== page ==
- When all is said and done, the price action itself has been the main news in these markets.
- This is not to say that price action doesn’t matter for policymakers.
- It is in the FX market where the price action will probably elicit the most direct reaction, especially EM central banks
1. When all is said and done, the price action itself has been the main news in these markets. What are the consequences of extreme price action? In the middle of all the turbulence, it is often difficult to attribute causality and to think through the wider consequences. The danger, of course, is that market participants are too close to the action and tend to overestimate its importance. There have been several (often desperate) calls for policymakers to react. This has especially been the case for China (PBOC cutting reserve requirements) and the US (delay in Fed hiking). This is a case where the price action may matter less for the reaction function of policymakers than many may assume. For example, the notion of anything like a “Fed/PBOC put” as an actual policy directive seems like a stretch, or just wishful thinking.
2. This is not to say that price action doesn’t matter for policymakers. At the very least, the selloff creates a negative wealth effect, and it can have negative consequences to sentiment in the corporate and financial sector. And at most, it could become a question of financial stability. In fact, there have been several reactions already, especially in Asia. Yesterday, China changed its regulations to allow pension funds to hold as much as 30% in stocks, and it stepped up its enforcement of a ban on selling by large shareholders. Taiwan moved to limit short selling of stocks and ADRs.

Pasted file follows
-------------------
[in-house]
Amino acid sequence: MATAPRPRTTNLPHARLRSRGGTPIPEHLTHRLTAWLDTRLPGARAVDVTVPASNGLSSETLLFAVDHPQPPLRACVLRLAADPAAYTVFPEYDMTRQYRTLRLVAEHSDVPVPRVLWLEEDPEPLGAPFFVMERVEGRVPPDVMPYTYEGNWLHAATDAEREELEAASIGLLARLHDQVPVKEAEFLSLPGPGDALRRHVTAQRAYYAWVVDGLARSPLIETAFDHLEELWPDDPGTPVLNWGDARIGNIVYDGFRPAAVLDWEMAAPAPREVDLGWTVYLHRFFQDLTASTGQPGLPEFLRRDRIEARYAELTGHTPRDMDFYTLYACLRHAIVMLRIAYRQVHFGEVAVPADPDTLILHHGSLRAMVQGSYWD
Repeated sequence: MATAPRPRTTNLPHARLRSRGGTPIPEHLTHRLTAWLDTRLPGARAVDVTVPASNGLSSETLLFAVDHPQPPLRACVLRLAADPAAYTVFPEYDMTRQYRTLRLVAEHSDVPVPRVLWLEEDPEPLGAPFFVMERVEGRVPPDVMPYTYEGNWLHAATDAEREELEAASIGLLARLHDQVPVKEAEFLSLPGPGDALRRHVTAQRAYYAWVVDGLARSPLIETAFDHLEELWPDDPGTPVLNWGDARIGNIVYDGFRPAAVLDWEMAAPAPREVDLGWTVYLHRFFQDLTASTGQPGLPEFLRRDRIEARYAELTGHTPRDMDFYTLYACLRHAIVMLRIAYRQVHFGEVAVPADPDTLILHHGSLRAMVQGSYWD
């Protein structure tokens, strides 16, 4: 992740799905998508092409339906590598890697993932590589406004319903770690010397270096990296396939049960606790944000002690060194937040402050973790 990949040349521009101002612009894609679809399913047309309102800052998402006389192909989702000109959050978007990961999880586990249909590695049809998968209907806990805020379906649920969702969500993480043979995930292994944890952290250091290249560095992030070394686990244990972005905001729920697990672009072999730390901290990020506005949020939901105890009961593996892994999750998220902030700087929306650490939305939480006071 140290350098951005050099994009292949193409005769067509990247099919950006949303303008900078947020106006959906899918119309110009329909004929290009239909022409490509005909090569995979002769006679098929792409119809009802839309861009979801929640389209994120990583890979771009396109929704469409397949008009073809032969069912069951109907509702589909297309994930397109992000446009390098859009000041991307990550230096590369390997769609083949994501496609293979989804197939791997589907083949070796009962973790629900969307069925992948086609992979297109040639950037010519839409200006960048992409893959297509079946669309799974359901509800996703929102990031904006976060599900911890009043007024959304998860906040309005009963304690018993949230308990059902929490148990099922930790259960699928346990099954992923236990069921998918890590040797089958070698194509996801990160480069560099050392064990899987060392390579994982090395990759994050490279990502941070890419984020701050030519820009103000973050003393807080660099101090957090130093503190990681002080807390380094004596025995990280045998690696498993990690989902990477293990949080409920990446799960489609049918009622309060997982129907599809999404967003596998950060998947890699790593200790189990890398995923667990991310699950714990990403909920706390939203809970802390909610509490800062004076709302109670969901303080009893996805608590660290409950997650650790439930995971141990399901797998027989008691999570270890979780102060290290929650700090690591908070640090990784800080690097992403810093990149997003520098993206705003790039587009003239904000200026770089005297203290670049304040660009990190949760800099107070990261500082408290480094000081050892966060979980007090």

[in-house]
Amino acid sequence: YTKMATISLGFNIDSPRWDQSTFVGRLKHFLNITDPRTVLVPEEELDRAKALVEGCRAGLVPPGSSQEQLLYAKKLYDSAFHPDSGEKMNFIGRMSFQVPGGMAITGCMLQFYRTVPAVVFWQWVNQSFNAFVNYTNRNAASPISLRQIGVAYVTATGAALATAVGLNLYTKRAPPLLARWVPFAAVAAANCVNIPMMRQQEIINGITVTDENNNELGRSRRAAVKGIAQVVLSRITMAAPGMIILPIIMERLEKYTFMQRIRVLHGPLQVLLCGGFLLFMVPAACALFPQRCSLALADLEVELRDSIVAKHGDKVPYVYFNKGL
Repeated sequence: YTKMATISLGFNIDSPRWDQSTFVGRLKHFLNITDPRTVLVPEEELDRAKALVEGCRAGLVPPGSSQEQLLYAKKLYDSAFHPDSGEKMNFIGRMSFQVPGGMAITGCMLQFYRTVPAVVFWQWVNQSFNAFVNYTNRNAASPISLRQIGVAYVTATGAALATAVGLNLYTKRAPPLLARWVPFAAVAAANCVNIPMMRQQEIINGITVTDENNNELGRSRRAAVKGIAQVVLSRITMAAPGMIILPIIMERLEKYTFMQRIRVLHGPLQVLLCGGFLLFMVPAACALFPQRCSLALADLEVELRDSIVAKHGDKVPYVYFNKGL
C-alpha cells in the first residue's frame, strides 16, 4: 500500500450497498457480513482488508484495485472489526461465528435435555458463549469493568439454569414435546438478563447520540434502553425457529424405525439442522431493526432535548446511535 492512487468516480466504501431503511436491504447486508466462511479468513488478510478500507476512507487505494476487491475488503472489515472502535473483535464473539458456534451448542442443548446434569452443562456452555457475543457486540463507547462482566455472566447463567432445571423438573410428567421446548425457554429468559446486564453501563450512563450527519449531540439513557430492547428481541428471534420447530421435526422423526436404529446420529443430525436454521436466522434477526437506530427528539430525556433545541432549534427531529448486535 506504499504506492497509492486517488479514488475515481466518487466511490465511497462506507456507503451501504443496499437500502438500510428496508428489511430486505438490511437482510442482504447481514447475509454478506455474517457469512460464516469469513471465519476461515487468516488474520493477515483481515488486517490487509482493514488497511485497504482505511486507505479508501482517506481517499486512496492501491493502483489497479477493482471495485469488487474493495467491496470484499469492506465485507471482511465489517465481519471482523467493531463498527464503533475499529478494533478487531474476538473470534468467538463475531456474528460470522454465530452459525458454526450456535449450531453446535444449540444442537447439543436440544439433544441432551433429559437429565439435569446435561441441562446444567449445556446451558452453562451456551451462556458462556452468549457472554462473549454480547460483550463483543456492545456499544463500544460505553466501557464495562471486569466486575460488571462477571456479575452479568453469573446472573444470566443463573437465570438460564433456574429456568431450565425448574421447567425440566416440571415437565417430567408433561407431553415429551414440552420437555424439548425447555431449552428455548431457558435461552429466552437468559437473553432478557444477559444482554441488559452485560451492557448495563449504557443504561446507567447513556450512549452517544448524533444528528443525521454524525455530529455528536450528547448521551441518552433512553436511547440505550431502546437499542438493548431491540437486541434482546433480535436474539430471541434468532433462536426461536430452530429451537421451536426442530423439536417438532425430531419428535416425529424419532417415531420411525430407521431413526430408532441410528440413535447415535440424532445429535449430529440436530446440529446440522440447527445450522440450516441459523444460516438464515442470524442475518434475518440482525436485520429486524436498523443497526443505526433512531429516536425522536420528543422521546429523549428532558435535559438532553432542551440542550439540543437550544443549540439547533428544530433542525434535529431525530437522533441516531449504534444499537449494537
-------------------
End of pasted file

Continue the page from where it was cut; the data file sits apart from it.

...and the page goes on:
3. It is in the FX market where the price action will probably elicit the most direct reaction, especially EM central banks. The concerns are well understood, ranging from inflation pass-through (Brazil and Russia, for example) to corporate borrowing in foreign currency (Turkey, for example). As previously discussed in other publications, a growing number of countries have already stepped up to try to stabilize their currencies – with varying degrees of success. Some of the most recent developments have been: Indonesia following Russia’s lead to pressure exporters to sell some foreign currency. South Korean officials indicated they would “act pre-emptively,” while the Philippines central bank governor said the institution stands ready to inject liquidity into FX markets. And of course, there has been the usual intervention by Asian countries, along with the likes of Peru, Mexico and Brazil to try to smooth price action. In short, don’t let the price action obscure differences.
“And there is escaping things the knowledge of which makes one unhappy. If “truth” is what we know and are aware of, in the most engrossing fiction we escape truth. Whatever else it is, drama is forgetfulness. We can forget and forget that we are forgetting. It is temporary mind control. If memories are pain, fiction is anesthesia.”
– Thomas C. Schelling, Choice and Consequence, 1985.